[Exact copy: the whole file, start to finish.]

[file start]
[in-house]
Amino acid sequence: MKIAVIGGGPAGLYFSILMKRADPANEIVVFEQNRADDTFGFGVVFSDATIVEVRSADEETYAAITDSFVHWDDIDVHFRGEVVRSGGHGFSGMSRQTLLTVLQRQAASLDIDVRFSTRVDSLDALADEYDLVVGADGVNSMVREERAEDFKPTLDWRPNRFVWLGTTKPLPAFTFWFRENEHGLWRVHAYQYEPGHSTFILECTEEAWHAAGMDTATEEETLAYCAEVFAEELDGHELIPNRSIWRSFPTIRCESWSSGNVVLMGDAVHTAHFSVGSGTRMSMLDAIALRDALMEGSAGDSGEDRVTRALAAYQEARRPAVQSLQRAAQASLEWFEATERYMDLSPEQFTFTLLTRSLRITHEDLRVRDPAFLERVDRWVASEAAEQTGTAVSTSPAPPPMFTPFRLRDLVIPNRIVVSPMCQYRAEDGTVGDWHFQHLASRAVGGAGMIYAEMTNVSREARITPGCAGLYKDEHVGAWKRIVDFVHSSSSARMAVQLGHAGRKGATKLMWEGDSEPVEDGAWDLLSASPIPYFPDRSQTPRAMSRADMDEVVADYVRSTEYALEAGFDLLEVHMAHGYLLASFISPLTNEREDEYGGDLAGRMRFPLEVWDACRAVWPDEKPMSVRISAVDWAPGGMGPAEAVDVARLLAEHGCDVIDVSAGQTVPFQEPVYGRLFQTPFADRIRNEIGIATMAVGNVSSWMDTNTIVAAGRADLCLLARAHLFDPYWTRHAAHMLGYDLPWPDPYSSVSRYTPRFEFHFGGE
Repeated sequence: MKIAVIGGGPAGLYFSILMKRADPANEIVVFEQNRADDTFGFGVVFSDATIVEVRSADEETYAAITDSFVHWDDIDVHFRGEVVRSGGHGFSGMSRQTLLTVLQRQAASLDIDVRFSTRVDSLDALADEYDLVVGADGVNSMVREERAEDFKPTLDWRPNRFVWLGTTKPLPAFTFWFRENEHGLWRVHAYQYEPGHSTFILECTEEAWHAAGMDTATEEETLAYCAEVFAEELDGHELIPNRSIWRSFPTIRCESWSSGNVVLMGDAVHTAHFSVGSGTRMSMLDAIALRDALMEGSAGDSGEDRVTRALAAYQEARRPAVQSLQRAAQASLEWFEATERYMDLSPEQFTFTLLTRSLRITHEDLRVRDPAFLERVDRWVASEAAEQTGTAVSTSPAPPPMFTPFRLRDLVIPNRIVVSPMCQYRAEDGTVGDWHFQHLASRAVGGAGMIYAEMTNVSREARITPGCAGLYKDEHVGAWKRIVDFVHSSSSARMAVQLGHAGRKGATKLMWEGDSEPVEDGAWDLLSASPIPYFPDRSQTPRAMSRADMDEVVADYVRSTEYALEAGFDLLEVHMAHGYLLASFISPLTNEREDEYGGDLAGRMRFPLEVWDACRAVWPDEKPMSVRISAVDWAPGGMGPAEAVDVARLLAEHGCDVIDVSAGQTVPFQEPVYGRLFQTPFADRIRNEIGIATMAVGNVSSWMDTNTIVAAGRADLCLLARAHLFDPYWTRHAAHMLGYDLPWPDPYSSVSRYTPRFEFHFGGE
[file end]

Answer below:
[in-house]
Amino acid sequence: MKIAVIGGGPAGLYFSILMKRADPANEIVVFEQNRADDTFGFGVVFSDATIVEVRSADEETYAAITDSFVHWDDIDVHFRGEVVRSGGHGFSGMSRQTLLTVLQRQAASLDIDVRFSTRVDSLDALADEYDLVVGADGVNSMVREERAEDFKPTLDWRPNRFVWLGTTKPLPAFTFWFRENEHGLWRVHAYQYEPGHSTFILECTEEAWHAAGMDTATEEETLAYCAEVFAEELDGHELIPNRSIWRSFPTIRCESWSSGNVVLMGDAVHTAHFSVGSGTRMSMLDAIALRDALMEGSAGDSGEDRVTRALAAYQEARRPAVQSLQRAAQASLEWFEATERYMDLSPEQFTFTLLTRSLRITHEDLRVRDPAFLERVDRWVASEAAEQTGTAVSTSPAPPPMFTPFRLRDLVIPNRIVVSPMCQYRAEDGTVGDWHFQHLASRAVGGAGMIYAEMTNVSREARITPGCAGLYKDEHVGAWKRIVDFVHSSSSARMAVQLGHAGRKGATKLMWEGDSEPVEDGAWDLLSASPIPYFPDRSQTPRAMSRADMDEVVADYVRSTEYALEAGFDLLEVHMAHGYLLASFISPLTNEREDEYGGDLAGRMRFPLEVWDACRAVWPDEKPMSVRISAVDWAPGGMGPAEAVDVARLLAEHGCDVIDVSAGQTVPFQEPVYGRLFQTPFADRIRNEIGIATMAVGNVSSWMDTNTIVAAGRADLCLLARAHLFDPYWTRHAAHMLGYDLPWPDPYSSVSRYTPRFEFHFGGE
Repeated sequence: MKIAVIGGGPAGLYFSILMKRADPANEIVVFEQNRADDTFGFGVVFSDATIVEVRSADEETYAAITDSFVHWDDIDVHFRGEVVRSGGHGFSGMSRQTLLTVLQRQAASLDIDVRFSTRVDSLDALADEYDLVVGADGVNSMVREERAEDFKPTLDWRPNRFVWLGTTKPLPAFTFWFRENEHGLWRVHAYQYEPGHSTFILECTEEAWHAAGMDTATEEETLAYCAEVFAEELDGHELIPNRSIWRSFPTIRCESWSSGNVVLMGDAVHTAHFSVGSGTRMSMLDAIALRDALMEGSAGDSGEDRVTRALAAYQEARRPAVQSLQRAAQASLEWFEATERYMDLSPEQFTFTLLTRSLRITHEDLRVRDPAFLERVDRWVASEAAEQTGTAVSTSPAPPPMFTPFRLRDLVIPNRIVVSPMCQYRAEDGTVGDWHFQHLASRAVGGAGMIYAEMTNVSREARITPGCAGLYKDEHVGAWKRIVDFVHSSSSARMAVQLGHAGRKGATKLMWEGDSEPVEDGAWDLLSASPIPYFPDRSQTPRAMSRADMDEVVADYVRSTEYALEAGFDLLEVHMAHGYLLASFISPLTNEREDEYGGDLAGRMRFPLEVWDACRAVWPDEKPMSVRISAVDWAPGGMGPAEAVDVARLLAEHGCDVIDVSAGQTVPFQEPVYGRLFQTPFADRIRNEIGIATMAVGNVSSWMDTNTIVAAGRADLCLLARAHLFDPYWTRHAAHMLGYDLPWPDPYSSVSRYTPRFEFHFGGE